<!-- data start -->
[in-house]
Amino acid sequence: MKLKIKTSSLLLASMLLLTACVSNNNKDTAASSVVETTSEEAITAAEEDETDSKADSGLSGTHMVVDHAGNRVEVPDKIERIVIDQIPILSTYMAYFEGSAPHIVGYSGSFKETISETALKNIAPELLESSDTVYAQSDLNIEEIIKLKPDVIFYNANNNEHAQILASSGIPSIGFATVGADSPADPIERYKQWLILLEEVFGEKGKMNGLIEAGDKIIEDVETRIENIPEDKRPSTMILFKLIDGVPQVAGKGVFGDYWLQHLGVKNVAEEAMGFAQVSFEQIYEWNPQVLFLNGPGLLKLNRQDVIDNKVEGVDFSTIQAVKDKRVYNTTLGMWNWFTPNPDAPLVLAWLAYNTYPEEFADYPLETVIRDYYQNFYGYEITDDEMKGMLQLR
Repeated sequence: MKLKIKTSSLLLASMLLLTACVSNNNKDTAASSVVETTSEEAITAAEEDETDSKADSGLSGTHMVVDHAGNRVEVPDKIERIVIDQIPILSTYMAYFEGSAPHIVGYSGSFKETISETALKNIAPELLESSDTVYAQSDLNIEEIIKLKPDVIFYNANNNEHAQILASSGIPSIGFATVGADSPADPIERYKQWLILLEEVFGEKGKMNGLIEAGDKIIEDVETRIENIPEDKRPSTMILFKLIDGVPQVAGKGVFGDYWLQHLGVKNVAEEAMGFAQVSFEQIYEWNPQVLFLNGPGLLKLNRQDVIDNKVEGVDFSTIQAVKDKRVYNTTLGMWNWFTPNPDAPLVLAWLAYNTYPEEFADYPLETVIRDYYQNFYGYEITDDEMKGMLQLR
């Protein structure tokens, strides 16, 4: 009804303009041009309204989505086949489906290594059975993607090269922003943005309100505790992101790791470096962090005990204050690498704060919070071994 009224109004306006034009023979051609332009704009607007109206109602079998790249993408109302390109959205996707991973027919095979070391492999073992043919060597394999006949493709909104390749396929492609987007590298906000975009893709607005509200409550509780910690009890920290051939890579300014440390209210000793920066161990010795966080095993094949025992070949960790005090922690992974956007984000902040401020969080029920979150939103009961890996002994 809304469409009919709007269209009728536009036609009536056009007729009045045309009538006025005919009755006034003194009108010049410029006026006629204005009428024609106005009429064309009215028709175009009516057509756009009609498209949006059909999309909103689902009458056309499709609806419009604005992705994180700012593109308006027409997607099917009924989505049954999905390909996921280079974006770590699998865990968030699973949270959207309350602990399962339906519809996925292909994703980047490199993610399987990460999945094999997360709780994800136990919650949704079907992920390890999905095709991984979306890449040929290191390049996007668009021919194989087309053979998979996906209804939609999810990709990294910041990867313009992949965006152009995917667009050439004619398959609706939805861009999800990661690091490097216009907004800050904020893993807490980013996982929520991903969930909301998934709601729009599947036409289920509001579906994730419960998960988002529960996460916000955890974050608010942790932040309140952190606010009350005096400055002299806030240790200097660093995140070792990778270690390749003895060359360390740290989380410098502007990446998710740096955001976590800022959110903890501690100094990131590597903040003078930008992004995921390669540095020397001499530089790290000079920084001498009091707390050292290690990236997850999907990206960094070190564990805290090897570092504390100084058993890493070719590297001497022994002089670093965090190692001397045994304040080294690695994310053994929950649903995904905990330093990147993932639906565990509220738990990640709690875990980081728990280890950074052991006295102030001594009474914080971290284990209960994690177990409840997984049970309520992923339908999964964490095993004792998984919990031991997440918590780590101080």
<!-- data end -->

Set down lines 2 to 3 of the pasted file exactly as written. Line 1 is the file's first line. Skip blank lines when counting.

Amino acid sequence: MKLKIKTSSLLLASMLLLTACVSNNNKDTAASSVVETTSEEAITAAEEDETDSKADSGLSGTHMVVDHAGNRVEVPDKIERIVIDQIPILSTYMAYFEGSAPHIVGYSGSFKETISETALKNIAPELLESSDTVYAQSDLNIEEIIKLKPDVIFYNANNNEHAQILASSGIPSIGFATVGADSPADPIERYKQWLILLEEVFGEKGKMNGLIEAGDKIIEDVETRIENIPEDKRPSTMILFKLIDGVPQVAGKGVFGDYWLQHLGVKNVAEEAMGFAQVSFEQIYEWNPQVLFLNGPGLLKLNRQDVIDNKVEGVDFSTIQAVKDKRVYNTTLGMWNWFTPNPDAPLVLAWLAYNTYPEEFADYPLETVIRDYYQNFYGYEITDDEMKGMLQLR
Repeated sequence: MKLKIKTSSLLLASMLLLTACVSNNNKDTAASSVVETTSEEAITAAEEDETDSKADSGLSGTHMVVDHAGNRVEVPDKIERIVIDQIPILSTYMAYFEGSAPHIVGYSGSFKETISETALKNIAPELLESSDTVYAQSDLNIEEIIKLKPDVIFYNANNNEHAQILASSGIPSIGFATVGADSPADPIERYKQWLILLEEVFGEKGKMNGLIEAGDKIIEDVETRIENIPEDKRPSTMILFKLIDGVPQVAGKGVFGDYWLQHLGVKNVAEEAMGFAQVSFEQIYEWNPQVLFLNGPGLLKLNRQDVIDNKVEGVDFSTIQAVKDKRVYNTTLGMWNWFTPNPDAPLVLAWLAYNTYPEEFADYPLETVIRDYYQNFYGYEITDDEMKGMLQLR